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The parent-child connection is one of the deepest relationships in life. A parent loves a child unconditionally, but that love means that the parent will also discipline that child when they disobey.

Like many Old Testament passages, our reading in Hosea describes Israel in terms of a parent-child relationship. Notice the repeated emphasis on God’s love: “When Israel was a child, I loved him, and out of Egypt I called my son . . . I led them with cords of human kindness, with ties of love” (Hosea 11:1, 4). Yet, Hosea also highlights Israel’s disobedience: “The more they were called, the more they went away from me” (Hosea 11:2). God had called Israel to be His chosen people so that His covenant love might be made known to the world. As Hosea points out, however, in the end Israel failed miserably and repeatedly at being the faithful son.

When we turn to our New Testament reading, it might surprise us that Matthew quotes Hosea 11:1, not in reference to wayward Israel in need of discipline, but in reference to Jesus Himself. Joseph took Mary and Jesus down to Egypt where they stayed until King Herod’s death. Then Scripture declares: “So was fulfilled what the Lord had said through the prophet: ‘Out of Egypt I called my son’” (Matt. 2:15).

Matthew makes his intentions clear by quoting Hosea: Jesus is the new Israel, the true Son of God. Where Israel failed in its covenant relationship with God, Jesus is declared a beloved Son, pleasing to the Father (Matt. 3:17). Israel repeatedly disobeyed God’s will and failed to witness God’s salvation to the world. Christ, however, the true Son of God, offered His perfect obedience to the Father’s will, and with that, the love of God was made known to the world.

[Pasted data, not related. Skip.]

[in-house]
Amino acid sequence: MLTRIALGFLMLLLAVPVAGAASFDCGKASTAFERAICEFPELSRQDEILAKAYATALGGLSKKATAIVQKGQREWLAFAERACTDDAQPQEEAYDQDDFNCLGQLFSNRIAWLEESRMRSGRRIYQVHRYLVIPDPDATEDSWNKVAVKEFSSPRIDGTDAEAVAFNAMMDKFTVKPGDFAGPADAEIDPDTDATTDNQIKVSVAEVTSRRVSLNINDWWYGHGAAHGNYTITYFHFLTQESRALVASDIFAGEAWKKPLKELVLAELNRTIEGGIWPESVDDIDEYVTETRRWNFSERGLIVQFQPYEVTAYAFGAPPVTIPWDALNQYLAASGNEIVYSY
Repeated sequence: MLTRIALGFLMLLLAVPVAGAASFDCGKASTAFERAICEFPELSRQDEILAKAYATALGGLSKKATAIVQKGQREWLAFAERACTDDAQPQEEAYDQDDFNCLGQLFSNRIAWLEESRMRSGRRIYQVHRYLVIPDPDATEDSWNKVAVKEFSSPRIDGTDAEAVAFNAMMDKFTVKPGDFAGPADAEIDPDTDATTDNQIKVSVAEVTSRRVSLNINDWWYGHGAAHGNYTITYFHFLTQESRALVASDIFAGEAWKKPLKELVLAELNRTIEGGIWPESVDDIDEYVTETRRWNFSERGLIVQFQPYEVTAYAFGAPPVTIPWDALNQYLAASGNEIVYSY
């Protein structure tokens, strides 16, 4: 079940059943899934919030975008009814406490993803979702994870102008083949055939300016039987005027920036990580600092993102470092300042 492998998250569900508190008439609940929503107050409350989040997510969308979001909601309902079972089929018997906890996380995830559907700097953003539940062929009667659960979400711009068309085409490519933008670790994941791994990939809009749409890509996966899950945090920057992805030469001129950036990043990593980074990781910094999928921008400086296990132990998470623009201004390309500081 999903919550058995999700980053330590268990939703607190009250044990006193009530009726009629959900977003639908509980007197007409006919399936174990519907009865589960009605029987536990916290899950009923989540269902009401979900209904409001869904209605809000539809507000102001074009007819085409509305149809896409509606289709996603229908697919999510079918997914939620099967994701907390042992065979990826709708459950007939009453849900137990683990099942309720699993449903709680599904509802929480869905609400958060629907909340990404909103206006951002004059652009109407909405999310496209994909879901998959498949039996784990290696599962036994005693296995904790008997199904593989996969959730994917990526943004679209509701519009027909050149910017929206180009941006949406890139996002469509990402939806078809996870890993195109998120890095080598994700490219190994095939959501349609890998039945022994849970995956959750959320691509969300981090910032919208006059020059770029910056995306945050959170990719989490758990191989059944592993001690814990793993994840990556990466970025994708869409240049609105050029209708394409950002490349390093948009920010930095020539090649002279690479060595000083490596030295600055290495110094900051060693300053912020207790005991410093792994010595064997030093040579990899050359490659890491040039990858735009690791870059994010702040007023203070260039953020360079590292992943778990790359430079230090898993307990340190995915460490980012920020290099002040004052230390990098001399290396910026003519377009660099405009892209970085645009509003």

Apply the Word

Just as Christ fulfilled Israel’s role as God’s true Son, so He fulfills all righteousness on our behalf. In fact, without the True Son standing before the Father for us, we have no access to the Lord. But in Christ, we are brought into relationship with God. Give thanks today to our Lord and Savior that because of Christ’s Sonship we now have eternal life.

BY Bryan Stewart

Bryan A. Stewart is associate professor of religion at McMurry University in Abilene, Texas. His particular interests are the history of Christian thought and the way that early Christians interpreted the biblical canon. He is the editor of a volume on the Gospel of John in The Church’s Bible series (Eerdmans), and he has done extensive research on the ways that the early Church preached on this Gospel. He is an ordained minister. 

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